Greetings and happy post Valentine’s Day. I had the privilege this year of attending a Valentine’s Day party held by the Cranbuddies program at the Cranbury School. Much of what they do on this day has not changed since I was attending Cranbury Elementary.
Every child makes their own mailbox (a paper bag) and they hand out cards to each other. Everyone was eager to tell me about their cards; one gave an Avengers card, the other pets, another Barbie.
One girl told me, “You know I am marrying these three boys.” She proceeded to name each one. One boy she mentioned looked at me and said, “I’m not marrying her, you know.”
She looked at him and said, “That’s okay. I have the other two, I’ll marry anyway.”
Our school faculty should be thanked for allowing and supporting traditions like these to continue. I am convinced that they help our kids become better adults and provide memories to remember.
One of the jobs of Mayor is speaking with mayors in other towns and our elected officials. I was speaking to one individual last week and we were discussing the sewer system issue of flushable wipes. Flushable wipes are not actually flushable, and they are creating a lot of damage to the sewer systems and environment.
He mentioned that since Cranbury owns our system it must be a bad day when I get told of another repair.
I paused and responded, “If the Mayor of Chicago had a day where all he had to worry about was a repair due to flushable wipes, then I think he’d probably go home and celebrate.”
I raise this because what we in Cranbury deal with is not life changing in most ways. Our Township government really is simply tasked with ensuring the car remains on the road. For that reason, I want to highlight a couple of code changes we adopted this month.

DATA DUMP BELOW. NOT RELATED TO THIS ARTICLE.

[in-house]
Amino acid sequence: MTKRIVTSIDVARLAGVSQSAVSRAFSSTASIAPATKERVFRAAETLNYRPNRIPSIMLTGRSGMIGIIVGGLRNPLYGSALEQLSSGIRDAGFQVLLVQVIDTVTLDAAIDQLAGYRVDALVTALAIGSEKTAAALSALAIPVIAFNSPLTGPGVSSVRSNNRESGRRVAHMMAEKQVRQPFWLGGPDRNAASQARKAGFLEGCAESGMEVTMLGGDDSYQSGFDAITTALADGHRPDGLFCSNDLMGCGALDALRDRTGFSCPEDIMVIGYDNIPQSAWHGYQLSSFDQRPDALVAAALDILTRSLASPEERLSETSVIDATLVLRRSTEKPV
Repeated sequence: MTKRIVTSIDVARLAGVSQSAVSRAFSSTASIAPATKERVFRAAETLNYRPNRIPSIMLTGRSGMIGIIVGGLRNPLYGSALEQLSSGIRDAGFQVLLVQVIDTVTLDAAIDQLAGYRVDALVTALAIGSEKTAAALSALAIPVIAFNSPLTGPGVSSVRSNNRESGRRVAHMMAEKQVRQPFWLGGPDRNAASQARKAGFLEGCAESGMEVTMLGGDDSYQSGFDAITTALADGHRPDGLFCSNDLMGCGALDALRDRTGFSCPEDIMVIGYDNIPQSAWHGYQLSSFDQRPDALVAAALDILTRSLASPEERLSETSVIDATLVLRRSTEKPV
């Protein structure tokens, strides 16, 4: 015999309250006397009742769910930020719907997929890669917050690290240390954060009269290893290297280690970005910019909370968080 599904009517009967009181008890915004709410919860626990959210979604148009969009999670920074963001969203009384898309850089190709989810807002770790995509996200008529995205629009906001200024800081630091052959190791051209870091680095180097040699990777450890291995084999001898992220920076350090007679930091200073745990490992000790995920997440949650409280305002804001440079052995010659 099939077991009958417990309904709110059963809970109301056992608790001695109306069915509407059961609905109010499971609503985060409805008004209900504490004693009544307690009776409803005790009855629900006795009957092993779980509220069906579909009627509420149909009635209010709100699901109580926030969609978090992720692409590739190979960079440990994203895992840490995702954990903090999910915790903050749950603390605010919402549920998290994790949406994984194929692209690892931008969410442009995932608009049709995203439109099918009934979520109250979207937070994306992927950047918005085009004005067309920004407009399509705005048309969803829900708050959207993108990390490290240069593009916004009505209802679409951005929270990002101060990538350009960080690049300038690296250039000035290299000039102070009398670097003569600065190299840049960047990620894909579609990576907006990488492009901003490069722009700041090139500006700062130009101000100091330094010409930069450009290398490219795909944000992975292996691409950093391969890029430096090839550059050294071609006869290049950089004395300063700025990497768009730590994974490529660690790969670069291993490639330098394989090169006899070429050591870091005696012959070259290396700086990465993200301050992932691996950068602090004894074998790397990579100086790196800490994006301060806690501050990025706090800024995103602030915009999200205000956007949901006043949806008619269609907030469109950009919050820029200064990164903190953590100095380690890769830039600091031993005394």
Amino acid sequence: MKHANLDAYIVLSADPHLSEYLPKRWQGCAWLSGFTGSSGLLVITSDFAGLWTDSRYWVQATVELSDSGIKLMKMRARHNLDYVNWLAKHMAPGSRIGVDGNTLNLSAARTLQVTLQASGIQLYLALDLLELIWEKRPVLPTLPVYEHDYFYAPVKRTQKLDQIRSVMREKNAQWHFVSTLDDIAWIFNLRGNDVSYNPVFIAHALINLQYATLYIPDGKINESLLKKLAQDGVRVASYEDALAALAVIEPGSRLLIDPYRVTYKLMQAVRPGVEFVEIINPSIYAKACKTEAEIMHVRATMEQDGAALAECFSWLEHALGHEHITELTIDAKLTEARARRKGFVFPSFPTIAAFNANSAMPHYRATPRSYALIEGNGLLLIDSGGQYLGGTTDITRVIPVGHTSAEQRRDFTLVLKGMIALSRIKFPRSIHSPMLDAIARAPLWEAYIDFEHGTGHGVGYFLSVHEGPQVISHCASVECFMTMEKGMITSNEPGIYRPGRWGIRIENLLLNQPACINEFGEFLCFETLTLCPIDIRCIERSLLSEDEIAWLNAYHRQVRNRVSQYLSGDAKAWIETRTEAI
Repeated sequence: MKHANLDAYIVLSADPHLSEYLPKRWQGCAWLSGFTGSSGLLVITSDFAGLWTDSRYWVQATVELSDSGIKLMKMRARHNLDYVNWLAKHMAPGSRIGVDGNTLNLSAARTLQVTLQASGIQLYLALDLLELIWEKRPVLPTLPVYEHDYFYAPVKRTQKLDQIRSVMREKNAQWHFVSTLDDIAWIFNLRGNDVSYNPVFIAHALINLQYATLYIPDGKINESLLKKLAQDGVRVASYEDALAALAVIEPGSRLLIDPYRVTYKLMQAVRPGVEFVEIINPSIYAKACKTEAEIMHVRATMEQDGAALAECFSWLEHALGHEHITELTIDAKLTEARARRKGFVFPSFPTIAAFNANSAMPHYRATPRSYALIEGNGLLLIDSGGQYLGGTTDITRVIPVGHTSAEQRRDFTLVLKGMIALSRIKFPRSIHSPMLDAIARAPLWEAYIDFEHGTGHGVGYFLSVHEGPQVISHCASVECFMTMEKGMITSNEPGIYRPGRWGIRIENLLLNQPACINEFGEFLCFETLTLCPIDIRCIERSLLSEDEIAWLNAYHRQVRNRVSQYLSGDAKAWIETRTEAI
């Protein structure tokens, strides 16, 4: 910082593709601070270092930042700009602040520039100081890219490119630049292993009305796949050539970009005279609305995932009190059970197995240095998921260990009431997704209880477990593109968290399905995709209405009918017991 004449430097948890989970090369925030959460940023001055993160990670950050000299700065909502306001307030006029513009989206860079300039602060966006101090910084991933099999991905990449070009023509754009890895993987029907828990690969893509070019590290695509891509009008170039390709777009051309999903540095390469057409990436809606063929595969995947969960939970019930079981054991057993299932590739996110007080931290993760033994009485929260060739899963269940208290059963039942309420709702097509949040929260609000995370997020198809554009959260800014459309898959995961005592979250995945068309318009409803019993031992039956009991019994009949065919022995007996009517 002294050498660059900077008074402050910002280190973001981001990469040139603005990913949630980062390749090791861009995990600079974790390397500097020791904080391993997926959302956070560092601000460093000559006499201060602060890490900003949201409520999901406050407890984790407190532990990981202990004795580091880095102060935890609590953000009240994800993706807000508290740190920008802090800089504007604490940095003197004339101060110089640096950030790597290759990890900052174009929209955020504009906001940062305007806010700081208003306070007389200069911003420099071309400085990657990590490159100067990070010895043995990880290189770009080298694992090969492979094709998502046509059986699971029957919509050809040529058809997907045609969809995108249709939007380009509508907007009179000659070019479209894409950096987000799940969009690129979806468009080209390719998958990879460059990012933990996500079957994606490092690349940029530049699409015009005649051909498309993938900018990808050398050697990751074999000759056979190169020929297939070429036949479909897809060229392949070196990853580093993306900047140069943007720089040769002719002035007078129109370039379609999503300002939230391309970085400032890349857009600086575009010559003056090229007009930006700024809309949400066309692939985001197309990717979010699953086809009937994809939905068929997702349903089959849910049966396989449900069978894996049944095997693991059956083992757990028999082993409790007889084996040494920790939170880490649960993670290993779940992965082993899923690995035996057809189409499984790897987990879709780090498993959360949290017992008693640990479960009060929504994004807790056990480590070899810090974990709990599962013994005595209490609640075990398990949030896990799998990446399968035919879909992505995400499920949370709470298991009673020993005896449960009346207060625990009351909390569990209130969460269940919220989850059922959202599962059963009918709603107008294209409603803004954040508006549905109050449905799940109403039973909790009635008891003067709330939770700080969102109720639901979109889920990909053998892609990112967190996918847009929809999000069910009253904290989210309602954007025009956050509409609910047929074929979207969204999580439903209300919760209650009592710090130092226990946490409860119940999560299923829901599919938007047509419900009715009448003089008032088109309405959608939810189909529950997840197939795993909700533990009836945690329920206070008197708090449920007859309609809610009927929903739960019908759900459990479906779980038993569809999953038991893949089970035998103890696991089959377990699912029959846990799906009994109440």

We adopted an ordinance that requires dumpsters be coned off while on the street and requires those who place a dumpster on the street to notify the township when the dumpster is being placed and when it is being removed.
In the past we have had several businesses and residents place dumpsters on the street, which created potential traffic accidents and remained out well after the construction work was completed. It is our hope this ordinance change resolves those issues.
We adopted an ordinance that prohibits individuals from placing and keeping debris at the curb. We had several locations where landscaper waste or debris was placed out along with general trash this past summer and fall.
With the winter months occurring the fear was that a snow plow may think a snow-covered pile was purely snow, when wood or bricks may be hidden underneath. Naturally, a snow plow hitting a frozen pile of stone or brick creates a real safety hazard for Public Works employees. This ordinance will help protect our workers along with keeping our streets clean. This does not prevent the average person from putting “free” items at the curb for a day or two.
In terms of upcoming meetings on February 25th, our township engineer will present options to the committee on ways we can remedy the drainage issues along Plainsboro Road. We anticipate this work will commence sometime this spring after the budget is adopted.
For those concerned about drainage on Petty Road, I cannot go into detail yet, but the engineer is also working on a plan there as well.
In addition to the ordinances we enacted the township embarked on a path of increased community outreach this year.
I want to thank Committeeman Ferrante for doing a presentation on how government works at our last meeting. That presentation is available on the township website.
We are also doing our best to communicate in various media whether Facebook, print mailing or working with the news outlets such as the Press. The Cranbury Press is dedicated to improving Cranbury coverage as you may have seen last week with the return of “Around Cranbury.”
I also brought back “Coffee with the Mayor and Police Chief.” Our next meet and greet is February 23rd from 8-10 a.m. at Teddy’s.
This is one way the chief and I can interact with residents in a relaxed non-time sensitive setting where residents can ask questions and not worry that they are being asked in a public setting.
Lastly, I want to recognize the efforts of the Cranbury Historical Society. This wonderful all-volunteer organization runs many educational programs during the year, maintains our local museum, and is dedicated to preserving our land and history. It is my pleasure to donate the mayor’s salary for the month of February to this wonderful organization. I encourage everyone to stop by the museum on Park Place and view our heritage.